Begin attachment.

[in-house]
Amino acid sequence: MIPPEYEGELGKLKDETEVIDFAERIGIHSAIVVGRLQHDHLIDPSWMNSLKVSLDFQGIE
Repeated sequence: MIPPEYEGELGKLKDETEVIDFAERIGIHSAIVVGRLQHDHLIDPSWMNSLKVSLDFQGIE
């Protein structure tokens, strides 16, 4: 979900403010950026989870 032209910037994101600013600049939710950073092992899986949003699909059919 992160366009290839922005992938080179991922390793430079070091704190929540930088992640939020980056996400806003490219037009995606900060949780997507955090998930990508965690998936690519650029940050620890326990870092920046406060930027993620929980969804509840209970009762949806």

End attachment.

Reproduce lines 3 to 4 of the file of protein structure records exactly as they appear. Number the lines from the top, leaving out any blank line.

Repeated sequence: MIPPEYEGELGKLKDETEVIDFAERIGIHSAIVVGRLQHDHLIDPSWMNSLKVSLDFQGIE
């Protein structure tokens, strides 16, 4: 979900403010950026989870 032209910037994101600013600049939710950073092992899986949003699909059919 992160366009290839922005992938080179991922390793430079070091704190929540930088992640939020980056996400806003490219037009995606900060949780997507955090998930990508965690998936690519650029940050620890326990870092920046406060930027993620929980969804509840209970009762949806």